Judge orders five detainees freed
UPDATED to 4:30 p.m.
NOTE TO READERS: This post includes a link to the judge’s 14-page ruling. However, that “memorandum order” does not include the judge’s remarks encouraging the government to forgo an appeal of his order to release five captives, his comments about the long delay the detainees faced in getting a legal answer to their challenges, his statements that his ruling would have no precedential effect for other cases, or his suggestion that the Supreme Court had imposed a judicial process on the intelligence-gathering regime. Those presumably will be reflected in the transcript of Thursday’s session, available later.
U.S. District Judge Richard J. Leon, in the first ruling in a full trial testing the Supreme Court’s June decision on detainees’ rights, on Thursday ordered the federal government to release five Guantanamo Bay detainees “forthwith.” The judge found, however, that the government had justified the continued imprisonment of a sixth detainee, Belkacem Bensayah. (The ruling is available here.)
The judge, in an unusual added comment, suggested to senior government leaders that they forgo an appeal of his ruling on freeing the five prisoners. While conceding that the government had a right to appeal that part of his ruling, Leon commented that he, too, had “a right to appeal” to leaders of the Justice Department, Central Intelligence Agency and other intelligence agencies, and his plea was that they look at the evidence regarding the five he was ordering released. “Seven years of waiting for our legal system to give them an answer to their legal question is enough,” he commented.
Senior leaders of the government, he went on, will have “more than enough opportunity” to test the novel issues at stake in defending against an appeal of his ruling in the case of Bensayah. He said he was appealing to those leaders “to end this process” for the five.
Robert Kirsch, one of the detainees’ lawyers, said after the session that they would appeal the decision to continue the imprisonment of Bensayah. Kirsch also told reporters that there have been diplomatic negotiations with Bosnian authorities, and they have indicated a willingness to take the five detainees once they are released. The six prisoners were captured in Bosnia, where they had been living, although they are all natives of Algeria.
The Justice Department said in a statement that it was “promptly reviewing the decision” on releasing the five captives. It did not indicate whether it would appeal that part of the ruling, although it said it disagreed with it. It also said that the ruling demonstrates “the need for Congress to enact” new procedures to limit court review of detention cases — a goal that Attorney General Michael B. Mukasey has sought.
The judge appeared to be mildly critical of the Supreme Court’s ruling on detainees’ habeas rights, saying that “the practical effect of imposing the habeas process on the world of intelligence-gathering” is “to create a virtually limitless complex of novel and difficult questions; as a result, the precedential value [of his decision] should be and is limited to these cases.”
In ruling against the government as to the five detainees, Judge Leon said that the Justice Department and intelligence agencies had relied solely on a classified document from an unnamed source, which he found was not persuasive on the government’s claim that the five had planned to travel to Afghanistan to join in hostile actions against the United States and allied forces. That secret document, the judge said, was too “thin a reed” on which to base detention.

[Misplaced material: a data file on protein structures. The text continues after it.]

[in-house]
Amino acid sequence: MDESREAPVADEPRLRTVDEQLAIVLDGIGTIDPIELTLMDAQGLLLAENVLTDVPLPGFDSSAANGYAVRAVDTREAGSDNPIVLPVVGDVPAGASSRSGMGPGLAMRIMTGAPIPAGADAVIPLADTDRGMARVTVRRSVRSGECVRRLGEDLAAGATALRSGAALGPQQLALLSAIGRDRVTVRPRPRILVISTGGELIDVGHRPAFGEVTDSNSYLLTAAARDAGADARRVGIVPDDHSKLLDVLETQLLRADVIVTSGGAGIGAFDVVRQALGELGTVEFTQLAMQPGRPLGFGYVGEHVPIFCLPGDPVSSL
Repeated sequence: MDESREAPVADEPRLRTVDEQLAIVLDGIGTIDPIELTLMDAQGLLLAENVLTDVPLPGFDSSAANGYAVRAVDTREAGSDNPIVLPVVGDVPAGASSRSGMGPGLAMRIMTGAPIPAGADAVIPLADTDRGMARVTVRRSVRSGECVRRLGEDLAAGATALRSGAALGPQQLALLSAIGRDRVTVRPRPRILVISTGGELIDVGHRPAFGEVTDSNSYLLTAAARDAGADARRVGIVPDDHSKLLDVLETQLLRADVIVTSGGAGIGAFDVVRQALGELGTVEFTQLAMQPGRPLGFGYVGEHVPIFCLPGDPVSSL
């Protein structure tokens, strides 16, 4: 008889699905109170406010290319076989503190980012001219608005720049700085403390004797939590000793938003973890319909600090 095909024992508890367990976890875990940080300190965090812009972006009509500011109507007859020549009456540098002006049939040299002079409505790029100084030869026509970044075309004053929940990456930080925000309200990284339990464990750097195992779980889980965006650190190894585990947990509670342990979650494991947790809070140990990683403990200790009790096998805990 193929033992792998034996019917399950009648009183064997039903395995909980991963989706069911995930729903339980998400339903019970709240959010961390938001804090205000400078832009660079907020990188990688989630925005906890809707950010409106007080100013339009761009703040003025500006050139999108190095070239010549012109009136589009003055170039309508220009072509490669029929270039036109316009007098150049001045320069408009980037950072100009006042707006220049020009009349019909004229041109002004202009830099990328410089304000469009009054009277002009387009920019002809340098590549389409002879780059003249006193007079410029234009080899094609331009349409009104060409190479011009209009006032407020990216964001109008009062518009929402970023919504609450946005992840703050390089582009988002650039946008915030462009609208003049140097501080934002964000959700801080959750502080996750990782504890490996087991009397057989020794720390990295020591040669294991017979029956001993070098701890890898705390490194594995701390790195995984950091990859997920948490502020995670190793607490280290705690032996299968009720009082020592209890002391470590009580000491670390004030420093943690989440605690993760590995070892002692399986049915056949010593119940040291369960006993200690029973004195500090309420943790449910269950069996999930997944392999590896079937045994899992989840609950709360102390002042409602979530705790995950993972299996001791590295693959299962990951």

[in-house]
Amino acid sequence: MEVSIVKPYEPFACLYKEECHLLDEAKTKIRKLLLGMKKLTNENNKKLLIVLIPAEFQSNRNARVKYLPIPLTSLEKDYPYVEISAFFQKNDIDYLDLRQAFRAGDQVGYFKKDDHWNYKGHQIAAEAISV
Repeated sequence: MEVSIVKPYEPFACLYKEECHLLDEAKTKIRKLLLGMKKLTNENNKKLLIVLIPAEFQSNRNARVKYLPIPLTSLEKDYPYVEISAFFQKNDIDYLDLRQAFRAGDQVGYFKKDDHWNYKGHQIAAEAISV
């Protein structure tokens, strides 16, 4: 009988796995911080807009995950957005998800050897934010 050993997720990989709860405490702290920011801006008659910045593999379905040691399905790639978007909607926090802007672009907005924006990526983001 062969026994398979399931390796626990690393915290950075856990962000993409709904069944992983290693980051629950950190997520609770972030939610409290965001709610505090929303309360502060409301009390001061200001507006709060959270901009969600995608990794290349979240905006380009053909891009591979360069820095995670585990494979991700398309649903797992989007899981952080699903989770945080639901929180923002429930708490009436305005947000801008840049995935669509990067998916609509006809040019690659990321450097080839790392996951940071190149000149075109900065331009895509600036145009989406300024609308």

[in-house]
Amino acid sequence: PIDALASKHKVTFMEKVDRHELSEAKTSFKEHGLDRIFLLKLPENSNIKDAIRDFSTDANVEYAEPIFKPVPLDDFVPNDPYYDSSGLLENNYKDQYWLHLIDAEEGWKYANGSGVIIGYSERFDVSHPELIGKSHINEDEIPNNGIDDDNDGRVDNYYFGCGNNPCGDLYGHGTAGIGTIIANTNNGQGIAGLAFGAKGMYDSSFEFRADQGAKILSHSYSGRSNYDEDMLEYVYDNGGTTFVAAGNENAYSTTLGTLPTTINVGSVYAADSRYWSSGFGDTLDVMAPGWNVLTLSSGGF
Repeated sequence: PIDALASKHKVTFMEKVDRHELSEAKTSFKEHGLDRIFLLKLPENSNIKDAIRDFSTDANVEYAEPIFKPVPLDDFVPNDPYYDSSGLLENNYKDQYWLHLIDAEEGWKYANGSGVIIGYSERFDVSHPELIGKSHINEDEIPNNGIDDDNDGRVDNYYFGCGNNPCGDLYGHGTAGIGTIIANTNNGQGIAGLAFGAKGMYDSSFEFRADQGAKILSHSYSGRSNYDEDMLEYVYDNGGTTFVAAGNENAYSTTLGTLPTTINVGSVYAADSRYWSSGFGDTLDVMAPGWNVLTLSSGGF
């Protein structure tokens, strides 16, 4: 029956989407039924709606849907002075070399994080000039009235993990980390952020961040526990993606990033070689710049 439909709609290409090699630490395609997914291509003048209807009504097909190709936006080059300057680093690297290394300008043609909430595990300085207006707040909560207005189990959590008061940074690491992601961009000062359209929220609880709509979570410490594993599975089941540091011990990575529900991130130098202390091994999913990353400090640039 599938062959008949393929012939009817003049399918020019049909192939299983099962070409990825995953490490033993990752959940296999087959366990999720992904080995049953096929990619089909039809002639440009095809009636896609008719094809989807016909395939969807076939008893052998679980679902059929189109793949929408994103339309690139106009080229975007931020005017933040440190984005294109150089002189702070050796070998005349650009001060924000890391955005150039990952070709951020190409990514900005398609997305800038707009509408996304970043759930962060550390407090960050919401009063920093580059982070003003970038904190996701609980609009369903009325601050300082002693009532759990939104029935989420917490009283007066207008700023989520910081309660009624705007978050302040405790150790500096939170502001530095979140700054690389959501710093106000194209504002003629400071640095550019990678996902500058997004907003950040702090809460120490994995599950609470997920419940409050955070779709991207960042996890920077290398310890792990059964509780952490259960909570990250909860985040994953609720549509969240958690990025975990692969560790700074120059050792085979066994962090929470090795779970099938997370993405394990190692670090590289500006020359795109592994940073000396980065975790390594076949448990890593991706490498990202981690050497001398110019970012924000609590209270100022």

Leon also said he could not evaluate that intelligence report for credibility or corroboration because the government had not given him information enabling him to do so, and he said it did not convince him that the five had a plan to fight against the U.S. or its allies, or even knew of such a plan. He said he could not be more specific in public, because of the classified nature of the information. (After announcing his ruling, Judge Leon met in private with lawyers for both sides to discuss the information he could not mention in open court.)
The five detainees ordered released are Lakhdar Boumediene, Hadj Boudella, Mustafa Ait Idir, Saber Lahmar and Mohammed Nechla.
The judge said, however, that the government had persuaded him that Bensayah was “an al Qaeda facilitator” who sought to arrange travel to Afghanistan by others to join in armed hostilities toward U.S. and coalition partners. Applying a “preponderance of the evidence” standard of proof, Leon said that the government had proved “that it was more likely than not that Bensayah planned to take up arms against the United States, but also planned to facilitate travel of others to do the same.”
He added that there “can be no question that facilitating others to join the fight against the United States in Afghanistan constitutes direct support of al Qaeda in furtherance of its objectives, and that this support is within the definition of ‘enemy combatant’ ” on which the judge was relying.
Near the close of the oral announcement of his decision, the judge cautioned observers not to read any wider effect into his ruling. “Few if any of the others will be factually like” the Bosnians’ case, he said, adding: “Nobody should be lulled into a false sense that all of the government’s cases will look like this one.”
The judge also added that “there comes a time when the desire to resolve novel legal questions…pales in comparison to effecting a just result based on the state of the record.”
It took nearly an hour for the judge to announce his ruling, because it was being translated, sentence by sentence, into arabic so that the six detainees could keep up with it via a telephone link with the U.S. Naval prison at Guatanamo Bay.